Project Overview

The NGAIA project is focused on the problem of domain-specific access to information in new media formats. Information access, encompassing finding, selecting and using relevant content, is one of the most challenging yet enabling components of our digital economy and contemporary society.

A recent report on the search industry worldwide estimates the total valuation of search technologies at US$780 billion in 2009 (US$242 billion in the United States alone)[1]. In a year, approximately 1.6 trillion searches are conducted globally, and yet many of them fail due to the inability of generic search engines to serve specific needs. For this reason, the proportion of searches conducted on generic (horizontal) search engines is dropping relative to the use of domain-specific (vertical) search technologies [1]. NGAIA is addressing this problem directly, by taking a multidisciplinary approach to studying the information tasks and needs within select professional domains and designing systems to suit those needs.

In addition to studying specific domains, the networked structure of GRAND allows us to study the problem of domain-specific information access across domains and develop a generalized framework for the design of such systems.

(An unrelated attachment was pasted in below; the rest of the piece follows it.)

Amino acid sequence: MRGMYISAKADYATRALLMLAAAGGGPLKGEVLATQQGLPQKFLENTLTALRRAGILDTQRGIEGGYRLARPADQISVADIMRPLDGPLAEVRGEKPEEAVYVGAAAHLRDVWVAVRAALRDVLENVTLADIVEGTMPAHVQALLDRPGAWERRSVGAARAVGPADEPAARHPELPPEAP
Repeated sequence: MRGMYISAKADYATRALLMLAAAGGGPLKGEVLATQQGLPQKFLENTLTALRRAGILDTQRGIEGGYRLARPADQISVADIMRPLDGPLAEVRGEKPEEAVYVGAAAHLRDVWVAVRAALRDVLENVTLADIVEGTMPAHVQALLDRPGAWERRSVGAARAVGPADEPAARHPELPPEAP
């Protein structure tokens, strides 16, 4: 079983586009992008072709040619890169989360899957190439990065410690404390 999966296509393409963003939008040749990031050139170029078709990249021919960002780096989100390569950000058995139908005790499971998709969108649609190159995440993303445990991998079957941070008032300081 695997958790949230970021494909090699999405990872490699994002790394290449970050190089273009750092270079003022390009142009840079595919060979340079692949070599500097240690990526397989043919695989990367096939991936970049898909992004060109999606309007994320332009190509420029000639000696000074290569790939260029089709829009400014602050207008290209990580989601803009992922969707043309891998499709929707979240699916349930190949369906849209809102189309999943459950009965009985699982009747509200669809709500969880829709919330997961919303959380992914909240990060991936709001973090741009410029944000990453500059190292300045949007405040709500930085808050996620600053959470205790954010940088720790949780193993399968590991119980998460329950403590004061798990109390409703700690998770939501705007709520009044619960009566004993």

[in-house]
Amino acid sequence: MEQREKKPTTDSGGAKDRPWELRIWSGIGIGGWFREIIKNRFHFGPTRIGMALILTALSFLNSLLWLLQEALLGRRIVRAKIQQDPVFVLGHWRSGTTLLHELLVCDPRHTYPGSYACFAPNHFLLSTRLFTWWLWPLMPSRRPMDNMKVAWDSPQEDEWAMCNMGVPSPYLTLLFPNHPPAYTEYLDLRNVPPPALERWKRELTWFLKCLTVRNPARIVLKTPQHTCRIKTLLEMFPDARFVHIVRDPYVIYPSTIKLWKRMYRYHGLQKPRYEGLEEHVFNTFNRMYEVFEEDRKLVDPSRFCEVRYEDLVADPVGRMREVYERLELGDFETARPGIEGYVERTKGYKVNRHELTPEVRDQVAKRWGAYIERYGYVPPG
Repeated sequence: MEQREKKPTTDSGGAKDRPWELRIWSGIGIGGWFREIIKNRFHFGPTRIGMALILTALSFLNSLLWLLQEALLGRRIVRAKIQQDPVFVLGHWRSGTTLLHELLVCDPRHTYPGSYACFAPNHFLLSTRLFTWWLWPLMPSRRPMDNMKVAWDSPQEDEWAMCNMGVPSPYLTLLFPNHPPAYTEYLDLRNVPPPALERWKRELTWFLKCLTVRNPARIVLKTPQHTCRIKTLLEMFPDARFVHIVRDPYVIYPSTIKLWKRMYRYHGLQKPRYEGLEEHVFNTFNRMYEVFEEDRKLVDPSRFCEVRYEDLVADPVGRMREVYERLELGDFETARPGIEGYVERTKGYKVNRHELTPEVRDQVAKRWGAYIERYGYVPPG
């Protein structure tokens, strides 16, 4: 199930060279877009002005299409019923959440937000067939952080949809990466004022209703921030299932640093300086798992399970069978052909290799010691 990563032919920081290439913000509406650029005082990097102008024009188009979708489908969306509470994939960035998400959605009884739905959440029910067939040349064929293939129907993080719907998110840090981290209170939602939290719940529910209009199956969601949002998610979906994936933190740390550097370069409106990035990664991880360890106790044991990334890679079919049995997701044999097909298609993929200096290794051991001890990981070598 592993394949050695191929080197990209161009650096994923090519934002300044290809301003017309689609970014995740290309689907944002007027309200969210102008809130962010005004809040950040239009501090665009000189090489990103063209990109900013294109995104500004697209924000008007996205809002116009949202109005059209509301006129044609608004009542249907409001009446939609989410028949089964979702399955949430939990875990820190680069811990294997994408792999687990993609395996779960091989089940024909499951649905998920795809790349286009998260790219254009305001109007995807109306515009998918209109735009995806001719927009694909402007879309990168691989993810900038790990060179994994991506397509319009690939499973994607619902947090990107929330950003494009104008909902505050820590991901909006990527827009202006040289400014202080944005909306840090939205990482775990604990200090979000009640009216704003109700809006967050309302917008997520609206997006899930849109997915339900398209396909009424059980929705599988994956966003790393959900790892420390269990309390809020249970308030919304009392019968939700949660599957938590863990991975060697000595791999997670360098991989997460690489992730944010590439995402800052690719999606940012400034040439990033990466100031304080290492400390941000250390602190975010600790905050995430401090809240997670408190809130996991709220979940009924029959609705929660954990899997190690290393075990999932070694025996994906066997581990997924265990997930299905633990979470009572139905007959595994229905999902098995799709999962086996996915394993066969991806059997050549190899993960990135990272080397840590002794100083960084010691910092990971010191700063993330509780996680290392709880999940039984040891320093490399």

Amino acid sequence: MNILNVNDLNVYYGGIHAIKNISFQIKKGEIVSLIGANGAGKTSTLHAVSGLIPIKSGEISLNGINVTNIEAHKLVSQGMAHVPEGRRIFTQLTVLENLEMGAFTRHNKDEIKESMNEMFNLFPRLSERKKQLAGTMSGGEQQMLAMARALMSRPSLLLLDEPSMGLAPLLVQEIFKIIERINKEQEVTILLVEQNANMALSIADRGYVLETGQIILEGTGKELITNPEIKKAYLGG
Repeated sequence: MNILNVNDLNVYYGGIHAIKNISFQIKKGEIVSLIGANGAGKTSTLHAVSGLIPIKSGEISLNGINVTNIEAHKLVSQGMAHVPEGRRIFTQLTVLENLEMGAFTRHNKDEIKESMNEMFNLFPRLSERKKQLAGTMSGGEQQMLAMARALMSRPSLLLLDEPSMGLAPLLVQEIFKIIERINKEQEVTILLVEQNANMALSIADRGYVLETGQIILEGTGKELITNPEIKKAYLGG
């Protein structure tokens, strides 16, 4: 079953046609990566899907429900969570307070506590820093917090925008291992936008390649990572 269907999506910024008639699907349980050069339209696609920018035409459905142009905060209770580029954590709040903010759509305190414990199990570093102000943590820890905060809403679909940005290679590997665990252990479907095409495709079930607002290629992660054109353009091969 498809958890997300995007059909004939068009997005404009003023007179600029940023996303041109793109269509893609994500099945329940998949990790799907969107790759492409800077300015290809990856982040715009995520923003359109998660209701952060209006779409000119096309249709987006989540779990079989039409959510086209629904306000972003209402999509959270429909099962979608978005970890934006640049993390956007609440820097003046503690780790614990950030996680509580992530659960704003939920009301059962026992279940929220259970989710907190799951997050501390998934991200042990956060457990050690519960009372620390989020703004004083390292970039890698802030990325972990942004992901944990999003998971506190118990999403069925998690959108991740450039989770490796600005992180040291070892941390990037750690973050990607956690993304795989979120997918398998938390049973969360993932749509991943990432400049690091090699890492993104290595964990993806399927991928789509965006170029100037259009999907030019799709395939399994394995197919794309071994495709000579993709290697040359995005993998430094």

[1] McKinsey & Company, (July, 2011). The impact of Internet technologies: Search. Retrieved from

Leave a Reply

Researchers at the GRAND Cafe in Halifax

NGAIA at East Coast GRAND Café

NGAIA was well represented at the east coast’s first GRAND Café. On January 31st, 2013, the Grand Café Halifax brought together GRAND HQP from Dalhousie University and the Nova Scotia College of Art and Design University. Approximately 20 GRAND HQP, PNIs, and CNIs were in attendance representing diverse GRAND projects. The Café was a great …

Read more

NGAIA Researchers Win HCIR Challenge

Researchers from the NGAIA project have won the 2012 HCIR Challenge with their entry, Virtu. Part of the Sixth Symposium on Human-Computer Interaction and Information Retrieval Conference, held Oct. 4-5 in Cambridge, MA, this year’s Challenge was to design a system to provide efficient discovery of experts and expertise, using a dataset of more than …

Read more